Doctor Visit

That week, my family doctor referred me to a dermatologist who took a biopsy out of my nose that same day. When I had my biopsy, I was super freaked. The nurse I had was named, Stephanie. I love Stephanie. I remember her looking me in the eyes and said, “your doctor is one of the best in the valley. He will get this out.” There was peace in that bold statement.

And a week later the test results arrived…

I had Basal Cell Carcinoma on my nose.

The thought of having cancer freaked me out. Cancer is a scary word, What if it spread? What if it was all over ther place? Needless to say, I made the soonest available appointment to have that thing removed with MOHs treatment. It would be 2 weeks after my biopsy and the day after Easter when I went in for treatment. They kinda prepare you for the worst… prepare to be there all day for your appointment…. Have someone there with you… You will be exhausted afterwards… You might need a skin graft…. yada, yada, yada. I showed up bright and early Monday morning with my husband and I was scared and calm all at the same time. It was weird. Those thoughts of “it hurts and it’s hard but it’s not too hard” kept replaying in my mind.

Treatment

Now, if you ever get skin cancer make sure they do MOHs. It’s awesome because they can take very little skin away until they get all the cancer out – there is no guess work and they can remove it all. The part that sucks the most? You are awake for the whole thing! We didn’t know how deep it was or how wide it was and so the process starts with them marking a circle around this funny looking scar on my nose. Then they covered my face with a small sheet that had a hole in the middle for my nose to fit through. Numbed my nose in 2-4 different spots with a needle and started cutting skin away with this small knife looking thing (according to my husband). Then they remove the sheet, covered my nose with gauze and said, “Hold this here. We are going to get the removed skin tested to see if we got it all and will return in 30 minutes”.

The morning of March 28, 2015 – day of surgery.
Let's Talk: Skin Cancer

The nurse (I lucked out and had Stephanie again) returns 30 minutes later with semi-good news… The margins were not clear. There was still cancer along the edges BUT it was not deep. They would not have to cut deeper than what they started with – hooray for that!!

And so the process begins again, numb, cut, test, repeat.

Each time Stephanie returned to my room with bad news and my heart sunk lower and lower. HOW MUCH nose would they continue to cut off my face. For years, I had never loved the shape of my nose and now I was wishing I gave it a little more love. When the nurse returned to my room on the fifth time, I didn’t want to hear the bad news. I closed my eyes, put my head back in my chair and said “just numb it already and let’s get this over with!” But this time was different! Stephanie says, “look at my face Riva, I am smiling, we got it all out!” That was the sweetest sentence!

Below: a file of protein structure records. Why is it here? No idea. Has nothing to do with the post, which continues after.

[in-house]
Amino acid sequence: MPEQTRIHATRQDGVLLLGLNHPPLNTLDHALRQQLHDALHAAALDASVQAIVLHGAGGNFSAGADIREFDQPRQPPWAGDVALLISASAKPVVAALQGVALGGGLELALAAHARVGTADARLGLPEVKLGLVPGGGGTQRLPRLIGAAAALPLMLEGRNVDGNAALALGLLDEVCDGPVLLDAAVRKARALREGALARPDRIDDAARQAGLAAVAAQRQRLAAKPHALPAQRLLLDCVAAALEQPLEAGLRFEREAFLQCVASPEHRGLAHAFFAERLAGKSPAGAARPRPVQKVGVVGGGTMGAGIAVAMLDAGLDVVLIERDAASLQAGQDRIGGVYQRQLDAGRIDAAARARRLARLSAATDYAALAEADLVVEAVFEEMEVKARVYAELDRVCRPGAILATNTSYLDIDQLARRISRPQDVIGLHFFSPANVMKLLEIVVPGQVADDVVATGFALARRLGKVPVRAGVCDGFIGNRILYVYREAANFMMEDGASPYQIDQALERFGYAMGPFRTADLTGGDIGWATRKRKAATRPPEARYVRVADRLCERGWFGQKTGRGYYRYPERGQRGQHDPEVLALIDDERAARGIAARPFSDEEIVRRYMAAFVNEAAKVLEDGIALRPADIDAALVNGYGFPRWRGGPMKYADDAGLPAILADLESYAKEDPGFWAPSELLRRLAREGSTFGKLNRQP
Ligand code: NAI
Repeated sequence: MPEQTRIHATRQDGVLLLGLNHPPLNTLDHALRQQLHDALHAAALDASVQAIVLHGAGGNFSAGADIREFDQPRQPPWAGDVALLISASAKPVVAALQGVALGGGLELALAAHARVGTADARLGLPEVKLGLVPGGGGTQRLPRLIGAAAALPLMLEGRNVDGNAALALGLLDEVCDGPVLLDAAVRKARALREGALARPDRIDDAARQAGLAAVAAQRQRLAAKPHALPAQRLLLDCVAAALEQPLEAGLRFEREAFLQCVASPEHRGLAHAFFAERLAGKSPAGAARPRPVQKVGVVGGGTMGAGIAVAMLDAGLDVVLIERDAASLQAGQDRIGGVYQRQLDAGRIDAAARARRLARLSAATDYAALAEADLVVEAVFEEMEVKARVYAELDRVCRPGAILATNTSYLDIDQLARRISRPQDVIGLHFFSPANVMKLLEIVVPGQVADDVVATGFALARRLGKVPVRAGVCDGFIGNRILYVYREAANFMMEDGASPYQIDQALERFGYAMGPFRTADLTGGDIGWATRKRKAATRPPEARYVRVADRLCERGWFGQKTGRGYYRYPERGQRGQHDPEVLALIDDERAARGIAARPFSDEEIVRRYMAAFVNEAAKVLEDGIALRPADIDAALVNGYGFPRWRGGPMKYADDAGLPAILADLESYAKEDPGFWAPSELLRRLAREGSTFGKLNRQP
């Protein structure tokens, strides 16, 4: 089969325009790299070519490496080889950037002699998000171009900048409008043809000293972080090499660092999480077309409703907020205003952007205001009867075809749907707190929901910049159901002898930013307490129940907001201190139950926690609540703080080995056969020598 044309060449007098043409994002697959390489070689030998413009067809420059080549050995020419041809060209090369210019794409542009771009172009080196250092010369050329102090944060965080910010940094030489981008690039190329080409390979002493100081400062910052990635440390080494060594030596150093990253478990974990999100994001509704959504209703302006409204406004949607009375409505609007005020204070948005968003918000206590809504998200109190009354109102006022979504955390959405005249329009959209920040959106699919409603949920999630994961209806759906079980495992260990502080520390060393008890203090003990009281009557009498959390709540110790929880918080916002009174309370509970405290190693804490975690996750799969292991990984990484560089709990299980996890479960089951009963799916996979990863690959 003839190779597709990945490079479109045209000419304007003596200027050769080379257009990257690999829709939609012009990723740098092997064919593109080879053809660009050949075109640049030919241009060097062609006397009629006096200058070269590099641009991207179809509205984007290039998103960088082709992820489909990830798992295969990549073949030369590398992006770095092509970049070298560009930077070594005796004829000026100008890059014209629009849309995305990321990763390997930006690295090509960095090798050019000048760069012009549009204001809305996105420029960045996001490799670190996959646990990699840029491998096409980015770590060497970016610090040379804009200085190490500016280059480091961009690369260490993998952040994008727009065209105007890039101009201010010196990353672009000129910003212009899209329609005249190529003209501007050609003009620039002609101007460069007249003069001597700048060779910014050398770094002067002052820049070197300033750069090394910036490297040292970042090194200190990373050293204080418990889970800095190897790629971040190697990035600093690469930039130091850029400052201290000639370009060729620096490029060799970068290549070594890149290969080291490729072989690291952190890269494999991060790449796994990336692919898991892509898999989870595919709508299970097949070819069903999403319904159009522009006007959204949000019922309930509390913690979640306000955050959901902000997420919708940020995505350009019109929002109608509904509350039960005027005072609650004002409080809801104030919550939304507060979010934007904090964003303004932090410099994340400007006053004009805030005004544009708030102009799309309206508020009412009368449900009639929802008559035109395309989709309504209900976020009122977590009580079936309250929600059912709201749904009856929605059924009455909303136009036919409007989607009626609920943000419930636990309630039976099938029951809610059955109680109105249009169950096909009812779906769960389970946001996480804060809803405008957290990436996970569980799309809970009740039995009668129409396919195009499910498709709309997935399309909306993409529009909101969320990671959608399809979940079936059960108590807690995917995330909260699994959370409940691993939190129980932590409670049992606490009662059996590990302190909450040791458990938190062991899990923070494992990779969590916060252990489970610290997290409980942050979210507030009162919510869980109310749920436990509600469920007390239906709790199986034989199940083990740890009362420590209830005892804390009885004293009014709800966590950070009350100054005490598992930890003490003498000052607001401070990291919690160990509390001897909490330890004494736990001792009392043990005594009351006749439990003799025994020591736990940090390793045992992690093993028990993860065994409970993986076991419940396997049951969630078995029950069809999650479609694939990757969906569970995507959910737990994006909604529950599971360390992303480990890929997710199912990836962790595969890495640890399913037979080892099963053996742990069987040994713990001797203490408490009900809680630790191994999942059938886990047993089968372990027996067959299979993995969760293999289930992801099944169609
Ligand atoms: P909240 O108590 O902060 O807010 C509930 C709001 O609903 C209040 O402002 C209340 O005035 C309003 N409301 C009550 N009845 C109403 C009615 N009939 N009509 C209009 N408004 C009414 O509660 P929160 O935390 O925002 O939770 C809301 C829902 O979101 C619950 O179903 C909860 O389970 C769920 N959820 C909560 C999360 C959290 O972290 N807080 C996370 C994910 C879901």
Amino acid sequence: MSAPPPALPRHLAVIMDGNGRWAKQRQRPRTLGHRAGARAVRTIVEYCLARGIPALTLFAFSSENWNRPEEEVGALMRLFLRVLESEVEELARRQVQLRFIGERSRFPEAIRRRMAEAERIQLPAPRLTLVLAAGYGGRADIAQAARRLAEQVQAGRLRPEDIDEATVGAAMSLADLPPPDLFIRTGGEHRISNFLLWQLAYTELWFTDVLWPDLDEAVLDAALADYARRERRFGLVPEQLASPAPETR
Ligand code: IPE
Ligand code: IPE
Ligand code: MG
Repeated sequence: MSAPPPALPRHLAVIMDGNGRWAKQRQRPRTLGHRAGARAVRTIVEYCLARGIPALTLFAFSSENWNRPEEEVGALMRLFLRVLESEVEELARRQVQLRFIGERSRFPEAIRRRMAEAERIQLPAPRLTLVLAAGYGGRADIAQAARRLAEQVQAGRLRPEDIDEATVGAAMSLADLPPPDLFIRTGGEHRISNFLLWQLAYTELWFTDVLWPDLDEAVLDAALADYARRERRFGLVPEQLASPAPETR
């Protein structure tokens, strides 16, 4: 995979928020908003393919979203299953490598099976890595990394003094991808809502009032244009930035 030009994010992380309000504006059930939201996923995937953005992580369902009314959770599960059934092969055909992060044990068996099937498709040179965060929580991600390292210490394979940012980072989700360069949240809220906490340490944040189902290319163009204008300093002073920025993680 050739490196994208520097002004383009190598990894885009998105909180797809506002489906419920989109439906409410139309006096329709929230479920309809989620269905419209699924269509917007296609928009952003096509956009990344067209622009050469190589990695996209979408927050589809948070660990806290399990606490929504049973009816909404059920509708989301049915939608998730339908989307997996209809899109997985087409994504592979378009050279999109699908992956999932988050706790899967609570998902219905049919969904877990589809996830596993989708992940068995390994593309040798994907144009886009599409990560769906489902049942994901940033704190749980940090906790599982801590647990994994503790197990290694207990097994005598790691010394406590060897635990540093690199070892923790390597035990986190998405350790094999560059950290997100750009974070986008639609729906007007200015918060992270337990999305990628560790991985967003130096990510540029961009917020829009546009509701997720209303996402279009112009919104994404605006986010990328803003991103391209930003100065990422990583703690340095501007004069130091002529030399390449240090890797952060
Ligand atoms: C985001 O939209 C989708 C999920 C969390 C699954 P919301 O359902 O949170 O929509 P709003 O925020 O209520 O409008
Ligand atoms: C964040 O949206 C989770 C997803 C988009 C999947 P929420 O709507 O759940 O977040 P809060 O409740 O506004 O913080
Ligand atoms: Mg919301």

Next up? They need to repair the hole in my face. Bad news? I needed a skin graft. If you haven’t noticed yet, your skin around your nostril does not wrinkle very well, so they needed to get skin from a different location… that location was right in front of my ear. So they move me into a surgical room, still awake friends,  prepped both areas – the donor site and my nose, and the process of obtaining a skin graft begins! That was kiiinda not fun. They numb the area but unfortunately, they do not numb the sound. The sound of flesh cutting is the worst, it was my personal torure.  I tried to distract myself with church hymns, stories, scripture verses – NO LUCK. However, an extra hard long division problem definitely helped! I am crying, my husband is crying and I can hear my doctor telling me how lucky I was to keep my nostril because it came REALLY CLOSE. They cut the graft down to match the size of my new pot hole, shave the excess skin from underneath, soaked the skin piece in some antibiotic and patched me up. The man should be a sewist, those stitches were small and perfect. Then they bandage you up, give you prescriptions to fill, directions for after surgery care and send you on your way.

Healing

When I left that day my biggest worry was: will there be a scar? YES. What if the donor does not attach? To which my doctor replied, don’t touch it, do not bend over, do not lift and do not exercise. This was so hard because I have 4 small kiddos at home. Additionally, I could not exercise for TWO MONTHS. That was even harder. Exercising was my stress relief and so was junk food. They usually balance each other out and now it did not… needless to say, I am still burning away the 20 extra pounds I gained last year… gah!!!

I walked around with bandages on my face looking like this for 10 days…
Let's Talk: Skin Cancer

Then they remove the bandages, applied lot’s of Vaseline to the site for scar prevention, slaps a band-aid on top and then my doctor proceeds to give new care instructions… “Don’t rub it. You can get it wet but the water has to gently run down. Gently pat to dry. Any questions?” My mind was blank… then they tell you to come back in 4 weeks. Questions didn’t come until after I saw my nose for the first time later than evening…

The next day is always better. Two days after is even nicer.
2 Days after the removed the bandages, April 6th: